How do personal loans work?

May 24, 2022

By Lois Sullivan

How do personal loans work?

Mom plays with child on vacation after taking out a personal loan

Personal loans are convenient, affordable options for many people. They're very versatile, and they can help you pay for unforeseen expenses, consolidate your debt, renovate your home or take care of many other tasks. Learning about how personal loans work can help you choose a loan that's right for you. Here's some additional information about how personal loans work, types of personal loans, how a personal loan could impact your credit score, and how to get one.

How do personal loans work?

A personal loan is a kind of installment loan that has a set amount and other defined terms. Borrowers get the loan amount in a lump sum, and they typically make monthly payments to pay off their debt. Unlike a credit card, a personal loan is not a a revolving line of credit.

Personal loans are available with a variety of rates and other terms. You can typically get a personal loan for anywhere from $1,000 to $50,000. The term of the loan can be one to five years long. If you don’t have prepayment penalties, you can reduce your interest expenses by making some of your payments early as well.

Types of personal loans

Several types of personal loans are available.

Unsecured

Personal loans are usually unsecured, meaning they don't require collateral, like a house, savings account, CD, or car, to qualify. With a secured loan, the borrower agrees that if they stop making payments or get behind on the loan, the lender has the option to take the collateral and sell it or use it to pay the debt. For example, the collateral for a vehicle is a car.

Secured

A secured loan may have lower interest rates. However, you risk losing your collateral if you have a financial emergency and can't make your payments on time.

Fixed-rate

Along with being unsecured, most personal loans have fixed rates. The annual percentage rate (APR) or interest rate stays the same for the life of the loan, and borrowers pay the same amount every month.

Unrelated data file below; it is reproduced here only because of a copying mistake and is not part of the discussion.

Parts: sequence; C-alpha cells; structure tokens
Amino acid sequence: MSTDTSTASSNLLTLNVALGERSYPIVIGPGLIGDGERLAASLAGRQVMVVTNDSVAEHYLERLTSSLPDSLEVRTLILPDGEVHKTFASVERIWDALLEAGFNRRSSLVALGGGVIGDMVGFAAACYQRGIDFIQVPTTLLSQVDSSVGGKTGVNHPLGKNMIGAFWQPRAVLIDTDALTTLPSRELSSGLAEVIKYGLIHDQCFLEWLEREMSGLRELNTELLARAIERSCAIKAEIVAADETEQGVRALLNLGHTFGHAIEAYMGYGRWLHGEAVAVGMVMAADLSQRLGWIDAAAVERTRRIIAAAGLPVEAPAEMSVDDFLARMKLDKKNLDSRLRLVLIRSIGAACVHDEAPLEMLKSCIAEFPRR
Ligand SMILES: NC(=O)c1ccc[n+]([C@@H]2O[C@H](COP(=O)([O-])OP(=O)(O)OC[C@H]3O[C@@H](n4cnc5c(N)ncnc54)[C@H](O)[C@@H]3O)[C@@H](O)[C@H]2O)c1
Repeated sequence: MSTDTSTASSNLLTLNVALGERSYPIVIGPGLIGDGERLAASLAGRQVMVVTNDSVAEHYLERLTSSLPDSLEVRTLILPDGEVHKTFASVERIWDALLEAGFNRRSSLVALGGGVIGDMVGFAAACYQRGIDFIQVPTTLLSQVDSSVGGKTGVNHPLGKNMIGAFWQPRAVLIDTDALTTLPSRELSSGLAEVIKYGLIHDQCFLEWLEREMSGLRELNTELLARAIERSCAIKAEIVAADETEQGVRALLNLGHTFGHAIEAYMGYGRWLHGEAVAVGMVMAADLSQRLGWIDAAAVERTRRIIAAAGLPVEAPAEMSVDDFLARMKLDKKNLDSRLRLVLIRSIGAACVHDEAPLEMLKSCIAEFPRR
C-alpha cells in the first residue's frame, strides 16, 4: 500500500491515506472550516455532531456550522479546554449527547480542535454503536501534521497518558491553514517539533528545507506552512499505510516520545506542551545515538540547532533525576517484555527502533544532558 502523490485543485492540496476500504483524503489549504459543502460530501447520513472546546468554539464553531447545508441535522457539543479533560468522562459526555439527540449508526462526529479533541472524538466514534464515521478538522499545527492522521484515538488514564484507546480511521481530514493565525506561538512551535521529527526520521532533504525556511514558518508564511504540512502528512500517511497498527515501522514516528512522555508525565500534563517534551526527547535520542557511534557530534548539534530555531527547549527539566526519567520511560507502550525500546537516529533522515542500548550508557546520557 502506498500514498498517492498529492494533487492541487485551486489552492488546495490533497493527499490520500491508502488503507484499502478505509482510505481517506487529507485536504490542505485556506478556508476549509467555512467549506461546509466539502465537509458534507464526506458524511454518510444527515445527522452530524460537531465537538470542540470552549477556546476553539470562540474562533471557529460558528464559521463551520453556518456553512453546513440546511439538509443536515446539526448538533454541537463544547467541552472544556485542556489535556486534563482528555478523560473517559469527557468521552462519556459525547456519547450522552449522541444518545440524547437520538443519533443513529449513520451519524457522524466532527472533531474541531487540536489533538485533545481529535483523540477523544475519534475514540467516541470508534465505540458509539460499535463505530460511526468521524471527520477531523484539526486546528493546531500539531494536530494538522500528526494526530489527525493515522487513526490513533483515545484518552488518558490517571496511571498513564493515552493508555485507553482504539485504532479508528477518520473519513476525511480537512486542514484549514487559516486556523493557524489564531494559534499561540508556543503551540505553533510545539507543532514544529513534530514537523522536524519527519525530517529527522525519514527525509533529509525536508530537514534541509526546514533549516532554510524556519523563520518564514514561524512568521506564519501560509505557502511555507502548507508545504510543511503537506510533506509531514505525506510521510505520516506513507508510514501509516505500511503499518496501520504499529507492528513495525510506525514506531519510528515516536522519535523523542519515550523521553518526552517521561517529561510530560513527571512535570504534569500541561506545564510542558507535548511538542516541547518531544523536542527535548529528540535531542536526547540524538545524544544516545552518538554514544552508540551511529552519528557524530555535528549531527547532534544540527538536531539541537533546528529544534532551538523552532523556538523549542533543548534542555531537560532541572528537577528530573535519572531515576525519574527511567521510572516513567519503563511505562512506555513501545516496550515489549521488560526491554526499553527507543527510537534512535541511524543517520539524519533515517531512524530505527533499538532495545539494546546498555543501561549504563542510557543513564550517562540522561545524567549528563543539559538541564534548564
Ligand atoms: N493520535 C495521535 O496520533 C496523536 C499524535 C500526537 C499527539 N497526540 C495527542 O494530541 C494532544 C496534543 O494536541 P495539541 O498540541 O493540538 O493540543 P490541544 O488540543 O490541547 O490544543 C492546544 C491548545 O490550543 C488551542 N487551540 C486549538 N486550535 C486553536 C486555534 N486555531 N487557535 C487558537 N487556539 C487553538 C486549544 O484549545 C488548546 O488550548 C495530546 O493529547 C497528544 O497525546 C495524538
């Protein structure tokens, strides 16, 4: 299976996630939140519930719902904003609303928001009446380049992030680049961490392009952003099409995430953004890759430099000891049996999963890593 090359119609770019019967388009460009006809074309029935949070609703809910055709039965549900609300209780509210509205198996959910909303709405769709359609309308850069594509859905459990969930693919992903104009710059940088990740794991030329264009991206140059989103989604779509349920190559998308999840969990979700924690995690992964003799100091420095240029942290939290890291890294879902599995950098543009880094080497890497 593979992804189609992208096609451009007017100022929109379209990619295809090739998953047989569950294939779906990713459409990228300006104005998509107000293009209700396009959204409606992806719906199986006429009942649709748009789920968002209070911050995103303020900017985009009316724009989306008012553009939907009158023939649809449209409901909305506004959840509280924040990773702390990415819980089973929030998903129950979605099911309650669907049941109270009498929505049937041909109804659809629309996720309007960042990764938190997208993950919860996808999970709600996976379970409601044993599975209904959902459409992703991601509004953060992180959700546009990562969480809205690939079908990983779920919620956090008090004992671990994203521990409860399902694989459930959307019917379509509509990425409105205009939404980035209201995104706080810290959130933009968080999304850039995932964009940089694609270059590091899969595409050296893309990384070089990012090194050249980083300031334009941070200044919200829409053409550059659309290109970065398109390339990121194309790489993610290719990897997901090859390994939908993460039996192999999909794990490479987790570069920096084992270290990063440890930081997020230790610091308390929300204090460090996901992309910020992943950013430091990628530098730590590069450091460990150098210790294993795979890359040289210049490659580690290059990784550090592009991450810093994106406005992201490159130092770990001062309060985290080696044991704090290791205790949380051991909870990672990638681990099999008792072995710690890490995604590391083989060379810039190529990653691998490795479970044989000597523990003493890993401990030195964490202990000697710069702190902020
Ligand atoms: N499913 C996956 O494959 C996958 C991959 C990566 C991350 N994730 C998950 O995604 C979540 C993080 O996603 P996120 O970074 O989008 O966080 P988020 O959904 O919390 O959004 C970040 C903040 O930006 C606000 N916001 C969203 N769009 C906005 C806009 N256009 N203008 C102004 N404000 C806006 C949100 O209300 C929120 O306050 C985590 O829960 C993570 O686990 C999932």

Variable-rate

You can also choose a variable-rate loan that's connected to a benchmark rate. In the United States, most banks and credit unions use the rate set by the Federal Reserve, the country's central bank. People sometimes call this the prime rate because it's the best possible APR that the most qualified borrowers may get.

Unlike a fixed-rate loan, where you know the rate you will have for the entire term of the loan, the rate in a variable-rate loan will change. Your APR and your total monthly payment can rise or fall as the prime rate rises or falls.

Cosigned or joint loans

If you can't find a loan with an affordable rate, consider speaking to a family member or friend with a high credit score. You may be able to get a better rate by applying for a cosigned or joint loan. Be aware that the person you apply with could be responsible for your debt if you fall behind or default on your payments.

Lines of credit

If you're not sure exactly how much money you'll need, think about a credit card or a home equity line of credit (HELOC). These are revolving lines of credit. You can borrow as much as you need up to a predetermined limit, and after you pay some of your debt, you can borrow more if needed. Personal lines of credit can be secured or unsecured, and HELOCs are secured by your home equity. Both options are ideal for emergency expenses like home repairs or medical bills.

How a personal loan could impact your credit score

When you apply for a personal loan or any other type of loan, the lender will consider your credit score and credit history, your income, and other details about you. The lender usually performs a hard credit check that stays on your credit report for about two years when you apply. While it's on your record, it could lower your score by a few points.

Making late payments or defaulting on your loan could also lower your credit score. If you make your payments on time, you could raise your score instead.

How to get a personal loan

Your credit score could impact your personal loan rate and monthly payments. Before applying, ensure your credit score is correct by reviewing your credit report. You can request copies of your credit reports from Experian, TransUnion, and Equifax (the credit bureaus). If there are any errors, you can dispute them.

When you apply for a personal loan, be prepared to provide financial documents like your most current tax returns and bank statements. The lender will send you the terms of the loan after they approve your application. Make sure you read the contract carefully and only agree to the terms if you can afford the payments. 

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Our quick, affordable personal loans could give you the cash you need, when you need it. Apply today!

To learn more about personal loans, check out these articles as well:


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